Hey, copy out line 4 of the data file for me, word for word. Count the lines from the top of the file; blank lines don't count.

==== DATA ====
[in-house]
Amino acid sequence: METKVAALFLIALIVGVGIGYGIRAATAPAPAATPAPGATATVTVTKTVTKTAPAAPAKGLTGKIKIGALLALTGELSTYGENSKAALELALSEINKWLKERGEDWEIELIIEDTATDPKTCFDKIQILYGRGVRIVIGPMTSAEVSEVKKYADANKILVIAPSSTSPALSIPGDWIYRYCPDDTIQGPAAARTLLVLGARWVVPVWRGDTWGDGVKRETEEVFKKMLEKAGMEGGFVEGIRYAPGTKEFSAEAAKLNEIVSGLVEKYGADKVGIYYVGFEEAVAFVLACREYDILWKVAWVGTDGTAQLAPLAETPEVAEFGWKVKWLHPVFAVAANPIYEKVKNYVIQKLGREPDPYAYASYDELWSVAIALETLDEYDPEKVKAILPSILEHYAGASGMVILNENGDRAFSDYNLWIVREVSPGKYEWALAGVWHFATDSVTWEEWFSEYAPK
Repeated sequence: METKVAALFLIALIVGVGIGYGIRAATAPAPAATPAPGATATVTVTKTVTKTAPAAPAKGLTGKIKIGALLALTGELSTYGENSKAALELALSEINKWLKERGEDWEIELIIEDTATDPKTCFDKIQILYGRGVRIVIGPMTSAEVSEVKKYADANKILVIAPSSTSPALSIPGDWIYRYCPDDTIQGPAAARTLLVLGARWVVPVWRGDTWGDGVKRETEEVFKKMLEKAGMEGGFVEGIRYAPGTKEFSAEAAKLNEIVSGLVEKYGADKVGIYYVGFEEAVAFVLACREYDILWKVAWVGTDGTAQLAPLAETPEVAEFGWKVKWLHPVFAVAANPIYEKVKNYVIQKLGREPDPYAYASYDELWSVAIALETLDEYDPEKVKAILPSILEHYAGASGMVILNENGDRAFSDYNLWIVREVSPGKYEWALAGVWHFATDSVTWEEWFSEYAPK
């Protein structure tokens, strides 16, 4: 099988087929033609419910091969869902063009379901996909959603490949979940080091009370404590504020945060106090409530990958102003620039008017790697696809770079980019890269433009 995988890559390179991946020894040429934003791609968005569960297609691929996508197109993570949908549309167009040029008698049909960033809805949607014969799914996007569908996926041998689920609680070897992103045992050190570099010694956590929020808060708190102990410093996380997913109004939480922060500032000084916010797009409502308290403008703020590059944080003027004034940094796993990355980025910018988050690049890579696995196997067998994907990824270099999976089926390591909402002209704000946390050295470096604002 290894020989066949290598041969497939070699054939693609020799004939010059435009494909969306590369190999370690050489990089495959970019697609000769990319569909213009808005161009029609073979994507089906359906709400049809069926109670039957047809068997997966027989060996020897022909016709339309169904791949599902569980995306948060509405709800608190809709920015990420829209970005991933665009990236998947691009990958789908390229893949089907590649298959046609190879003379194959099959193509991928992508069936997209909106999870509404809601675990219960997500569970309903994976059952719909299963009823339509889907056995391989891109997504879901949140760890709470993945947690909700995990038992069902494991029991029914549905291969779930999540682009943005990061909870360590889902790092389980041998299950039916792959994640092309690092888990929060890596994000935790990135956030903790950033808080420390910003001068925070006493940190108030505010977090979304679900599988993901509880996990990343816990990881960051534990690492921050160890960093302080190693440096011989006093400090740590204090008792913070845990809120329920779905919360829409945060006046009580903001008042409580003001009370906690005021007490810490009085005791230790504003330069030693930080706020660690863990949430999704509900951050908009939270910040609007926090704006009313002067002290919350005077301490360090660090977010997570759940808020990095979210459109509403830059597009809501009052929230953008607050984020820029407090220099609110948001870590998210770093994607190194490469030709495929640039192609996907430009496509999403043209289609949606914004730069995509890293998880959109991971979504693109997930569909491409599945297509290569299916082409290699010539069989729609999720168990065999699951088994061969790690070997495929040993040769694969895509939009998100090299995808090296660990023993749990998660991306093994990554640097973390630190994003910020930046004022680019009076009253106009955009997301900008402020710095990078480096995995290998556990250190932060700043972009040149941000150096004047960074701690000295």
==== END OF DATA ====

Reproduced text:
């Protein structure tokens, strides 16, 4: 099988087929033609419910091969869902063009379901996909959603490949979940080091009370404590504020945060106090409530990958102003620039008017790697696809770079980019890269433009 995988890559390179991946020894040429934003791609968005569960297609691929996508197109993570949908549309167009040029008698049909960033809805949607014969799914996007569908996926041998689920609680070897992103045992050190570099010694956590929020808060708190102990410093996380997913109004939480922060500032000084916010797009409502308290403008703020590059944080003027004034940094796993990355980025910018988050690049890579696995196997067998994907990824270099999976089926390591909402002209704000946390050295470096604002 290894020989066949290598041969497939070699054939693609020799004939010059435009494909969306590369190999370690050489990089495959970019697609000769990319569909213009808005161009029609073979994507089906359906709400049809069926109670039957047809068997997966027989060996020897022909016709339309169904791949599902569980995306948060509405709800608190809709920015990420829209970005991933665009990236998947691009990958789908390229893949089907590649298959046609190879003379194959099959193509991928992508069936997209909106999870509404809601675990219960997500569970309903994976059952719909299963009823339509889907056995391989891109997504879901949140760890709470993945947690909700995990038992069902494991029991029914549905291969779930999540682009943005990061909870360590889902790092389980041998299950039916792959994640092309690092888990929060890596994000935790990135956030903790950033808080420390910003001068925070006493940190108030505010977090979304679900599988993901509880996990990343816990990881960051534990690492921050160890960093302080190693440096011989006093400090740590204090008792913070845990809120329920779905919360829409945060006046009580903001008042409580003001009370906690005021007490810490009085005791230790504003330069030693930080706020660690863990949430999704509900951050908009939270910040609007926090704006009313002067002290919350005077301490360090660090977010997570759940808020990095979210459109509403830059597009809501009052929230953008607050984020820029407090220099609110948001870590998210770093994607190194490469030709495929640039192609996907430009496509999403043209289609949606914004730069995509890293998880959109991971979504693109997930569909491409599945297509290569299916082409290699010539069989729609999720168990065999699951088994061969790690070997495929040993040769694969895509939009998100090299995808090296660990023993749990998660991306093994990554640097973390630190994003910020930046004022680019009076009253106009955009997301900008402020710095990078480096995995290998556990250190932060700043972009040149941000150096004047960074701690000295």